Published on 2019/09/05

The EvoLLLution | What We Learned from 2U’s Earnings Call
The outcomes of 2U’s earning call should not be fear around the future of the online learning space, but recognition that success in the space requires more than minimal effort.

In what could easily be billed as a “call heard around the (online) world” 2U has laid out its view of challenges facing online education efforts in general and some challenges of 2U in particular.

Minutes after the company’s July 31, 2019 earnings call, 2U’s stock plummeted 65% and has not really recovered. The takeaways from the call received wide attention both in education circles (including stories in The Chronicle of Higher Education and Inside Higher Ed) as well as on investment sites. There’s also at least one law firm “investigating” it.

While not much of what 2U disclosed is news to us in the online education market, there are many interesting tidbits for those considering online strategy for their institution and planning a way forward. Especially if the strategy involves an OPM. It is important to make a differentiation at this point: OPM model refers to both fee-for-service and revenue-share funding models, depending on who writes about it. I want to be clear that by OPM, I mean revenue-share. Fee-for-service is a separate model, not much different from subcontracting auxiliary services at a university or hiring a marketing agency.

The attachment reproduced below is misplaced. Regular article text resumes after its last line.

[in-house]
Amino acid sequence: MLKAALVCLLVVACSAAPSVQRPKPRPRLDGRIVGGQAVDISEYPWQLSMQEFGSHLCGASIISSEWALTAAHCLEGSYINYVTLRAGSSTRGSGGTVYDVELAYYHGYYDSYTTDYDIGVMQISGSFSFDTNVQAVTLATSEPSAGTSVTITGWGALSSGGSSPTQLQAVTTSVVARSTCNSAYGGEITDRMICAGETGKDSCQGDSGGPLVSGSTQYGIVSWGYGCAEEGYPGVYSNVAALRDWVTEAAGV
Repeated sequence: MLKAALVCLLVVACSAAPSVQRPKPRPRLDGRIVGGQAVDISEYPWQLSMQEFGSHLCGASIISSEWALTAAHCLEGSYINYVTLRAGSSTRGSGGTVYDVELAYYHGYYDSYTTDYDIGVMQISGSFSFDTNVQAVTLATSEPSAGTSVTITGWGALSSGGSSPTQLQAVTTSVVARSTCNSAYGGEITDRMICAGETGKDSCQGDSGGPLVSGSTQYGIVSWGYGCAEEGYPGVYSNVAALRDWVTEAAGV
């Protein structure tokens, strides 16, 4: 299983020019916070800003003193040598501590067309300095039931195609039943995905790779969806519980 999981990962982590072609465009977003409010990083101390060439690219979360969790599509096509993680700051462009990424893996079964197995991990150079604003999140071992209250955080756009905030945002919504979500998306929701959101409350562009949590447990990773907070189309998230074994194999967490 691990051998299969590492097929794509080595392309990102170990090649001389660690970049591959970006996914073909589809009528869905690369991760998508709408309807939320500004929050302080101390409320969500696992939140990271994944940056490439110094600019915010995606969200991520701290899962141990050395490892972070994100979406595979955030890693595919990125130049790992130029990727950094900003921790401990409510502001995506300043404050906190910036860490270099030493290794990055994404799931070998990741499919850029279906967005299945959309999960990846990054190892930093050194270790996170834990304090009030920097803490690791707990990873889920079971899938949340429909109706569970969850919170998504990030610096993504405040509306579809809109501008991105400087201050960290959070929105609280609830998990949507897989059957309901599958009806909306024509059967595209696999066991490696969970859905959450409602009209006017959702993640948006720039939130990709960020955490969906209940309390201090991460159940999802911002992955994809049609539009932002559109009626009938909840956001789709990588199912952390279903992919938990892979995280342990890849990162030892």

The Implications of 2U’s Stocks on Online Education are Minimal

First, what does 2U’s stock performance mean for online education? Honestly, not much. The stock slide is due to the fact that 2U had a sizable surprise in their projections for the fiscal year 2019. In their Quarter 1 earnings presentation, 2U was projecting a net loss of $77.2M-$79M. However, in 2U’s Quarter 2 earnings presentation, this loss is projected at between $151.5M and $157.5M. The problem here is that this is a very wild, very unexpected swing and, as such, will always generate a strong response in the stock market.

When analysts price stocks, they build their expectations of future returns into the stock price. To build expectations, analysts rely both on companies’ “forward guidance” and whatever independent research is available. So, when companies announce unexpected results, especially relative to their own predictions, stock market reacts immediately. The less outside research available or possible, the stronger the reaction to unexpected news. Ford had a similar experience. A week before 2U’s call, Ford released an adjusted expected earnings report and their stock fell 6.6% immediately. Ford, of course, are a much bigger company in an industry covered by many more analysts, so it is easier for analysts to form their own independent forecasts. It also announced lower earnings, not bigger losses. But in the stock market it is not as much about the size of the earnings as it is about size relative to forecast. So, 2U’s stock slide has much more to do with managing expectations than with online education market in general, or even the health of OPM market in particular.